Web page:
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Thursday, 11 October 1973
Page: 2031


Mr BRYANT (Wills) (Minister for the Capital Territory) - It is always a pleasure to listen to the honourable member for Chisholm (Mr Staley). He says it all so we' I but what he says never seems to mean everything. Just recall the way he referred to a mindless centralism. We are talking about an operation in which a Schools Commission is to dispose of very large sums of money to innumerable institutions for them to dispose of according to their own considerations and he calls that centralism. If honourable members opposite would only depart from some of the slogans and start to think about what the problems. Let us consider for a moment his charge that the Karmel Committee was not given enough time. That may well be true. However I believe it performed a prodigy in producing its report so soon. However the point is that my colleagues opposite might stop and consider next time they get back to their electorates what this Bill really means for the schools.

Of the 10,000 schools of Australia and the 8,000 State schools in particular there are hundreds if not thousands that ought not to be allowed to continue a day longer than necessary in their present condition. A great number of them are in electorates such as mine. There is an urgency about this matter which we have been promulgating for the last 17 or 18 years but it still escapes my friends opposite. Over the years the Australian Education Council produced continuous reports about the needs of education. We placed those reports before the Parliament year after year but to no avail. Now we are applying a sense of urgency to an immediate human problem. Most of the children that pass through our schools will pass that way once and if this is not done for them this time their opportunity has gone for good. That, I think, is the urgency involved in this Bill. The establishment of the Schools Commission is the next step.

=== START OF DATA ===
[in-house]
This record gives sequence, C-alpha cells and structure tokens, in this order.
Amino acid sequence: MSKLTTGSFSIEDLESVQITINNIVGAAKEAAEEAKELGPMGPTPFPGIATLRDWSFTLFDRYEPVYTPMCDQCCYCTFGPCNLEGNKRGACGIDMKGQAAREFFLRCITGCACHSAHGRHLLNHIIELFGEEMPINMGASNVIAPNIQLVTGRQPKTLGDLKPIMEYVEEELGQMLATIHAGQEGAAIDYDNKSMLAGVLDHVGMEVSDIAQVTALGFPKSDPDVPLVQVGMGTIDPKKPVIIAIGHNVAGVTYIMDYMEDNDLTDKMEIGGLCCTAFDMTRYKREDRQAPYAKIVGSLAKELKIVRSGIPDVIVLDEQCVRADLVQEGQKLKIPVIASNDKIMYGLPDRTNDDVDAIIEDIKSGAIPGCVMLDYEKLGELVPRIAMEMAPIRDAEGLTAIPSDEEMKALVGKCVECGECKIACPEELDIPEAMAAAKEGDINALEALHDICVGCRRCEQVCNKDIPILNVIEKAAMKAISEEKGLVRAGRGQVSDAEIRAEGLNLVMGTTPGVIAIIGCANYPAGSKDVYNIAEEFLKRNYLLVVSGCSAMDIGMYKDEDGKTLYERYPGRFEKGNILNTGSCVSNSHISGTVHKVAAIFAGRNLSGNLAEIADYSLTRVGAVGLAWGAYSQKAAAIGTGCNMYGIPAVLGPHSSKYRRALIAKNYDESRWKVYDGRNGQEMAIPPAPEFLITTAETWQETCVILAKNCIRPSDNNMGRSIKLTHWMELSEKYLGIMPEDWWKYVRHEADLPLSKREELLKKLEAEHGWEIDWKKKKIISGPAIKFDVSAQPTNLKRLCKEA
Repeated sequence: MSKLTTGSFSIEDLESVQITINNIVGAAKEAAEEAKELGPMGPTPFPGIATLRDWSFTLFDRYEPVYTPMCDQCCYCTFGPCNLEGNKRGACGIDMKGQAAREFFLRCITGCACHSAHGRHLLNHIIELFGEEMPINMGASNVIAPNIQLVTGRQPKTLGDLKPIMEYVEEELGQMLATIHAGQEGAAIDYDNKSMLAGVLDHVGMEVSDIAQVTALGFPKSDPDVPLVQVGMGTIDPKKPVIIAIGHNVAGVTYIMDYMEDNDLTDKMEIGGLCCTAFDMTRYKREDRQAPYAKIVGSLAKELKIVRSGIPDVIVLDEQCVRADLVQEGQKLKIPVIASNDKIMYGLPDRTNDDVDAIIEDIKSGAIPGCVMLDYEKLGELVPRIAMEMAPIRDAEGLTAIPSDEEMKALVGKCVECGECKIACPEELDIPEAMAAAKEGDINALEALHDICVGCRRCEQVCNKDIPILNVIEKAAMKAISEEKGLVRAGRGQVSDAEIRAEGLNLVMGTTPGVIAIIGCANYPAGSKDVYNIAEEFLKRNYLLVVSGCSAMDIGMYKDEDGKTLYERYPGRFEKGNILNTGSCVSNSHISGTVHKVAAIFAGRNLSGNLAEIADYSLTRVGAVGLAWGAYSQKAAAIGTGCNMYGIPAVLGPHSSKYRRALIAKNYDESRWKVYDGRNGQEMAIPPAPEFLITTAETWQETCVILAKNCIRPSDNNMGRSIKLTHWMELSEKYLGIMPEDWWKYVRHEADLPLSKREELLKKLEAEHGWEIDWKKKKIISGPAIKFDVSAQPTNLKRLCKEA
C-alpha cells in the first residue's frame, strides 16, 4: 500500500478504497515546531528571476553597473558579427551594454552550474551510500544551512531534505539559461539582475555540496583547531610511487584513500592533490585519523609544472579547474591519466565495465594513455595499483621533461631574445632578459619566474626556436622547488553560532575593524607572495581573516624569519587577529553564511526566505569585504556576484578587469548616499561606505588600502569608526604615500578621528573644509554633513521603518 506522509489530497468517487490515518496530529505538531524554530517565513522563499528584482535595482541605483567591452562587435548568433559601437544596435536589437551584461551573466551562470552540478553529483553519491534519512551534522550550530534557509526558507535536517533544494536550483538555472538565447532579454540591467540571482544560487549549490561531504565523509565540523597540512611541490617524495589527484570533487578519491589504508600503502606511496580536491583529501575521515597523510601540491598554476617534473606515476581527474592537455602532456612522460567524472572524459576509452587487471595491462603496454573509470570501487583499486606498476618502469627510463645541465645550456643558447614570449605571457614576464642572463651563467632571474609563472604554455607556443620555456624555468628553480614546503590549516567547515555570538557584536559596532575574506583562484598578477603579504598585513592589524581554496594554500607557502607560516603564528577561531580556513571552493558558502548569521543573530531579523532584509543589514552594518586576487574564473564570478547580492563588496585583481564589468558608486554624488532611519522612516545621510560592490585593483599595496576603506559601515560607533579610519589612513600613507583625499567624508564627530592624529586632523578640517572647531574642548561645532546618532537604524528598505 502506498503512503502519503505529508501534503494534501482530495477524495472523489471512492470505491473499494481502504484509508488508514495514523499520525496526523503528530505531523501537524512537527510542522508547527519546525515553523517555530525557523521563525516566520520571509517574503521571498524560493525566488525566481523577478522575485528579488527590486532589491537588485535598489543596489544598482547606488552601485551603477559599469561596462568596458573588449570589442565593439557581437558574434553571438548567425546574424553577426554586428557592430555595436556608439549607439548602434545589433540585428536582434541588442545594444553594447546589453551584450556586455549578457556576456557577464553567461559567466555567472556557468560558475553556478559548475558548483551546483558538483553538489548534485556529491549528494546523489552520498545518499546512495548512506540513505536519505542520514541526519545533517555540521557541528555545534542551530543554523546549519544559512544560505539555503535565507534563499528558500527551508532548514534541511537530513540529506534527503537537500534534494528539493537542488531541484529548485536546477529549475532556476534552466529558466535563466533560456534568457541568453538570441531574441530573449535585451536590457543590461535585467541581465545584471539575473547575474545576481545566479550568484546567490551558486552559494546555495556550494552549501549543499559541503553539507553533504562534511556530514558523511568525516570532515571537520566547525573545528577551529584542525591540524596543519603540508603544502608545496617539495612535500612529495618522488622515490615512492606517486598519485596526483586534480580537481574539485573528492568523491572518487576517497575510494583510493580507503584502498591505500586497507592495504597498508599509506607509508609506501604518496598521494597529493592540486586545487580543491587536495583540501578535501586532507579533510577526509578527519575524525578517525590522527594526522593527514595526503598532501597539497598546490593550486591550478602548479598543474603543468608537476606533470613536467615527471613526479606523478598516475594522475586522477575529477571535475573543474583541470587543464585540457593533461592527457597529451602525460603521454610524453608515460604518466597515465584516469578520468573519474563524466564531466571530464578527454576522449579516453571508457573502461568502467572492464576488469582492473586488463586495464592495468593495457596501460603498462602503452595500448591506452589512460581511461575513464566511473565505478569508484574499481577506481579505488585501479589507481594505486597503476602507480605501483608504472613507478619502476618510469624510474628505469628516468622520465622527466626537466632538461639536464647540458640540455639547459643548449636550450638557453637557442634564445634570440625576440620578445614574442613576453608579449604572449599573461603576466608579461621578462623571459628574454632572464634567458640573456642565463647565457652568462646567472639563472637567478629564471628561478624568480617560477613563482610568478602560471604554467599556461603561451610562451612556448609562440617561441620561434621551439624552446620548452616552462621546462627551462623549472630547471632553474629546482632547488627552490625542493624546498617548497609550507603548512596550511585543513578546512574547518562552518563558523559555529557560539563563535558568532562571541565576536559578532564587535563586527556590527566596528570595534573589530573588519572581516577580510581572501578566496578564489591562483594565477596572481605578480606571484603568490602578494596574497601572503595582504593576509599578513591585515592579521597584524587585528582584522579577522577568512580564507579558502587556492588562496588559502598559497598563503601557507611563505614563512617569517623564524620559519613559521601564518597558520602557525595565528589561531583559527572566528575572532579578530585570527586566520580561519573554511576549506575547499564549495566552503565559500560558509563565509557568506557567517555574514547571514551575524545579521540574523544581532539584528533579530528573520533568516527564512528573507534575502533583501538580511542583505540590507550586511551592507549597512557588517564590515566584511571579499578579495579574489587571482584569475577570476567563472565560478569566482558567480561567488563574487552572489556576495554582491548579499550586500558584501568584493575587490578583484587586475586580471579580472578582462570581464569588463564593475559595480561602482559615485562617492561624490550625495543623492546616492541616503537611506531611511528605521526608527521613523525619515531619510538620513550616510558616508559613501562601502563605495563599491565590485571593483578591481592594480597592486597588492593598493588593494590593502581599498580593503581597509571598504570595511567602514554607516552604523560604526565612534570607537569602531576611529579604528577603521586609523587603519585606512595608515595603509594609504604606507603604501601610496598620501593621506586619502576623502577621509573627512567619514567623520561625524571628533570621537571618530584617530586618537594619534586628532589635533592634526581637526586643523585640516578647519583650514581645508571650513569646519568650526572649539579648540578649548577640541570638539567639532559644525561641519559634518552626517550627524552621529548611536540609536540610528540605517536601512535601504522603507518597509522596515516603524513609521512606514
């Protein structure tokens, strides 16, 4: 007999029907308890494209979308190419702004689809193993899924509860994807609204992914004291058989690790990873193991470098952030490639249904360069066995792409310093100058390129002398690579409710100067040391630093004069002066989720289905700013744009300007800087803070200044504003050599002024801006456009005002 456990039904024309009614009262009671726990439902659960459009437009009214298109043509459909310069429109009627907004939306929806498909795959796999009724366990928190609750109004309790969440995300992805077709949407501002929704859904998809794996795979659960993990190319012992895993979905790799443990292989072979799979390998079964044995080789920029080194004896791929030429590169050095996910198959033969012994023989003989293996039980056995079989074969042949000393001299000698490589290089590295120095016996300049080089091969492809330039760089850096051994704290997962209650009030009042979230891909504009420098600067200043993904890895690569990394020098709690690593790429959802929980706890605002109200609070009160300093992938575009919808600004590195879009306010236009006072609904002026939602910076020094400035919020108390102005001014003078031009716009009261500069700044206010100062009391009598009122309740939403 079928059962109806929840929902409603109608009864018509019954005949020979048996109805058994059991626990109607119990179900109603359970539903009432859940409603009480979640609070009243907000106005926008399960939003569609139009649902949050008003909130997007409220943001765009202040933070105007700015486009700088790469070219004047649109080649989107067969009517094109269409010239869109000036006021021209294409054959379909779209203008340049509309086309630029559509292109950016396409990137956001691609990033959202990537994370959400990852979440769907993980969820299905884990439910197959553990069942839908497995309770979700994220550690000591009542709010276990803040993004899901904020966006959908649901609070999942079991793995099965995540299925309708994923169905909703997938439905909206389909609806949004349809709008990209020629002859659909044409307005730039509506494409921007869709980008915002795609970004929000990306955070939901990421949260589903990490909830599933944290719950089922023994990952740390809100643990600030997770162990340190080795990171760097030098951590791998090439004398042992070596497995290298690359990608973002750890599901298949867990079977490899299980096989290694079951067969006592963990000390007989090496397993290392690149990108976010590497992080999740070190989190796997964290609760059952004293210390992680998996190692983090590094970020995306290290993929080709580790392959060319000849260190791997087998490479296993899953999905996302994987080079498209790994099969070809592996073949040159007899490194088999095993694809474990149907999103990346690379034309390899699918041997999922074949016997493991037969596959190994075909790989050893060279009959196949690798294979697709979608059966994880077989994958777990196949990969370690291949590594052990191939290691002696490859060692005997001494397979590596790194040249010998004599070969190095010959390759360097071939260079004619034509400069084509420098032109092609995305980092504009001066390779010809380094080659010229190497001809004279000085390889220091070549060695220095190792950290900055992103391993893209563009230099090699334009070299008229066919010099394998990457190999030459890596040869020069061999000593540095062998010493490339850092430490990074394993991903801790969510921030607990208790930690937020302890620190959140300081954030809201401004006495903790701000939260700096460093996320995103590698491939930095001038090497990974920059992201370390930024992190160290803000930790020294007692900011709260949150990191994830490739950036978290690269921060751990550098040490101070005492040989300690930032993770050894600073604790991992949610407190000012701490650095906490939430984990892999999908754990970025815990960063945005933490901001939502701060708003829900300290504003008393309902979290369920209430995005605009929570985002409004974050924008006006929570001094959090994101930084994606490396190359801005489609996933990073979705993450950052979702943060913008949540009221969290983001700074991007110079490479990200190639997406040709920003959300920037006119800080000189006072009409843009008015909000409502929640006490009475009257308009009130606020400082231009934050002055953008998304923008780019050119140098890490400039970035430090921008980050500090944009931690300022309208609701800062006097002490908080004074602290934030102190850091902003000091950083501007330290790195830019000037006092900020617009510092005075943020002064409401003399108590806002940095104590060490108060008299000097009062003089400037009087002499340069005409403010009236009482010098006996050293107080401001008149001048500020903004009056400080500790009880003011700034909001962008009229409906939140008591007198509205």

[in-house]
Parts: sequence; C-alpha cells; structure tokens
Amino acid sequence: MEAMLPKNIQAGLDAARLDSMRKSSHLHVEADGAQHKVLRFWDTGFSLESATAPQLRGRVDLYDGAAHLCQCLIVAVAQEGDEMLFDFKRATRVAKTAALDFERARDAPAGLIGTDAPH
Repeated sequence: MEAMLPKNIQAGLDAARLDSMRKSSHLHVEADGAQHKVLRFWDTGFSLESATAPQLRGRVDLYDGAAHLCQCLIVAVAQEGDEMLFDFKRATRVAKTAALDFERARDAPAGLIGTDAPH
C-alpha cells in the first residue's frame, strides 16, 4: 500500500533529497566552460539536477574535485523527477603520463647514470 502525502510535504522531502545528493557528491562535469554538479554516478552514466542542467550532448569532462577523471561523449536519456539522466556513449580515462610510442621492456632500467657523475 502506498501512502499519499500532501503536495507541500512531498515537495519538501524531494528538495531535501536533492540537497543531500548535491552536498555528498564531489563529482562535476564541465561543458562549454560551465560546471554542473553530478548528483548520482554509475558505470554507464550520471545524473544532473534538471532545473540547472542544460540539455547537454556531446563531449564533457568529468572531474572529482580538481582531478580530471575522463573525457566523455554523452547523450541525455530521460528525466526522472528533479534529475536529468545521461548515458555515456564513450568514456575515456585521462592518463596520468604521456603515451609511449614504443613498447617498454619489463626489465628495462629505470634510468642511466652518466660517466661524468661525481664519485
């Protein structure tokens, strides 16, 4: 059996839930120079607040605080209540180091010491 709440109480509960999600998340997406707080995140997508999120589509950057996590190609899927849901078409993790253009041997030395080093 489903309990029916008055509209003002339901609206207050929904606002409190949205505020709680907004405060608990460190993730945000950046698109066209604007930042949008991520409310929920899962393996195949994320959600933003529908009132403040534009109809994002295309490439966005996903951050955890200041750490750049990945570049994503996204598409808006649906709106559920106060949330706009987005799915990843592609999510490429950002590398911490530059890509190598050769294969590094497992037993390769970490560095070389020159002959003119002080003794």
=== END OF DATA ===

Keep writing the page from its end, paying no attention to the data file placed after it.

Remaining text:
What are some of the other things that honourable members opposite say. I am always intrigued at the use of the phrases 'the independent schools' and 'the independent system'. Independent of what? The honourable member for Sturt (Mr Wilson), for instance, earlier told us how important it was that the independent schools have public funds. Obviously they are not independent of the public purse. Are they independent of the education system? Of course they are not. They design their education system generally speaking to fit into the same pattern as everybody else and to produce the same type of people to go to the same sort of universities. They are not independent in that respect. They are not independent of anything but public responsibility. We believe that that is one of the most important functions of government. They do not accept the same responsibility as do the State education systems. To find out one only has to get on the telephone and ask whether it would be all right to take 6 children along tomorrow.







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